Every morning and every night, from her home in Falls Church, Va., Nadiia Khomaziuk messages her sister Lidiia in her hideaway in western Ukraine.
Is Lidiia still okay? How about her kids, who are 7 and 11? Every day, Khomaziuk scours the Internet, calls U.S. government offices and connects with lawyers and other Ukrainian Americans, in search of a path to bring her family to safety in the United States.
To get to there, Khomaziuk’s family and other Ukrainians fleeing the Russian invasion would need a visa, but the earliest appointment Khomaziuk could get for an interview for her sister at the U.S. Embassy in Warsaw is in September.
Lidiia, who asked that her last name not be published because of security concerns, isn’t ready to leave Ukraine. She wants to fight “till the last breath,” Khomaziuk said, though “the kids’ bags are packed, so they can jump in the car the minute they need to. But then I don’t know if I can get them here. Waiting six months for an interview just isn’t right.”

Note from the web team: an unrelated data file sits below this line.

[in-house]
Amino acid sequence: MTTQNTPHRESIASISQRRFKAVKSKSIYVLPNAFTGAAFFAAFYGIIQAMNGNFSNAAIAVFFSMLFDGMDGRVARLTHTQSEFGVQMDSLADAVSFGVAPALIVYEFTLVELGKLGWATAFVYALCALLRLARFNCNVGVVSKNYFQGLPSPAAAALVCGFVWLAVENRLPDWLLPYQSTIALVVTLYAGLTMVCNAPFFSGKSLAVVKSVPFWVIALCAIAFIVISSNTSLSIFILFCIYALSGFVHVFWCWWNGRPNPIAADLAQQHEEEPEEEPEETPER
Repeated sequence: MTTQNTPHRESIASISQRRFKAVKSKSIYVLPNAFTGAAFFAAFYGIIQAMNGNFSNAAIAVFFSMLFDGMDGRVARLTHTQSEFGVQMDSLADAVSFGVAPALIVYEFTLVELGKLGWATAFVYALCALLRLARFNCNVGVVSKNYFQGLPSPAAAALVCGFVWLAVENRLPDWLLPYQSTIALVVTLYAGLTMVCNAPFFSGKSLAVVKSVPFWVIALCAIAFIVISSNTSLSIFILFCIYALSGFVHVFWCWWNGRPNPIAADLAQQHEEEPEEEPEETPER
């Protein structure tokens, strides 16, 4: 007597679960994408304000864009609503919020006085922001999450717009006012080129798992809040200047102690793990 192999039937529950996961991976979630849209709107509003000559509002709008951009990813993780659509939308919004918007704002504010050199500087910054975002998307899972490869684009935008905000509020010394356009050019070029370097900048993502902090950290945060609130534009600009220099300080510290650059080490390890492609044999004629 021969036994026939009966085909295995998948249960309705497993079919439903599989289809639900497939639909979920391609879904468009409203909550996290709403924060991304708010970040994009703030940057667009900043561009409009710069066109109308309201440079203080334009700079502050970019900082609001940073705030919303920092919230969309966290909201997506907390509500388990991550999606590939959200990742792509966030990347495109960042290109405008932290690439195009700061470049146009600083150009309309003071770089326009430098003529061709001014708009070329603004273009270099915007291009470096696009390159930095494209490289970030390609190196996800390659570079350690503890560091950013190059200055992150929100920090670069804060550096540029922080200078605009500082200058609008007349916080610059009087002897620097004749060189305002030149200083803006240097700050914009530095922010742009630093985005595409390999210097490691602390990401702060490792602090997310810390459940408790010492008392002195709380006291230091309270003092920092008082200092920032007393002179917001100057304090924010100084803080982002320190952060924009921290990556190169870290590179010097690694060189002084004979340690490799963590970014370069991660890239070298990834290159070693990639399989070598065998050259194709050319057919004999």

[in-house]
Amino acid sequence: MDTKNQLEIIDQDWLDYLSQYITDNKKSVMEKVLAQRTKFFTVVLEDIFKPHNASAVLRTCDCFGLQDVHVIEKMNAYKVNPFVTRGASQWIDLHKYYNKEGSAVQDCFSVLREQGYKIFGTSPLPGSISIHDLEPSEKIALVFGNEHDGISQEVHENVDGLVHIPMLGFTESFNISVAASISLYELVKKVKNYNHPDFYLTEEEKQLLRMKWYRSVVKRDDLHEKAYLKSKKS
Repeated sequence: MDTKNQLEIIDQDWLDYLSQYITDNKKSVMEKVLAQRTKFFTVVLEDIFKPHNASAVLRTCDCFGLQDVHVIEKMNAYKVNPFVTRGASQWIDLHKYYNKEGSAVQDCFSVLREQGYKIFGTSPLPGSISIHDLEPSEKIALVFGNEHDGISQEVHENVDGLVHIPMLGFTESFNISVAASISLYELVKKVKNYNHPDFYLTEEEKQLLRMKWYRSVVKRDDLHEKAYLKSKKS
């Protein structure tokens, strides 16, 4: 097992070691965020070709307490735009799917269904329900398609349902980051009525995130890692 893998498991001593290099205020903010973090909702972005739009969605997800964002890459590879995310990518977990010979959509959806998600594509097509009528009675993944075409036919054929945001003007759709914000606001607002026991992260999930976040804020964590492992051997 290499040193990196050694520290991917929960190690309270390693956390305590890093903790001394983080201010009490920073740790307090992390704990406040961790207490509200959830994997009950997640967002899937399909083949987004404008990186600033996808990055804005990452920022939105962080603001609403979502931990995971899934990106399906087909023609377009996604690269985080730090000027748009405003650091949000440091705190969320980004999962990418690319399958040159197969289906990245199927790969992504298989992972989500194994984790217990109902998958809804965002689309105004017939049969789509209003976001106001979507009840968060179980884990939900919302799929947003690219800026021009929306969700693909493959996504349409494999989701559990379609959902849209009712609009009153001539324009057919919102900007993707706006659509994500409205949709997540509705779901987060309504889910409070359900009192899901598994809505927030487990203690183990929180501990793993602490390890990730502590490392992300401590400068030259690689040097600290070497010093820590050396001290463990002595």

More than 3 million Ukrainians have fled their ravaged country, and the great majority of them are in the border states of Poland, Romania, Slovakia, Moldova and Hungary, according to the United Nations.
As Russian missiles obliterate more cities, refugees crowded into family basements and church social halls across Eastern Europe confront a painful choice to hold out where they are or try to be resettled as refugees, possibly in faraway countries.
Over 5,000 miles away, the reality is setting in for Ukrainian Americans eager to bring their relatives to safety that despite government pledges of solidarity, getting into the United States is a lengthy and cumbersome process that remains largely unchanged from before the war, according to those trying to bring relatives into the country and advocates who are helping them. [Continue reading…]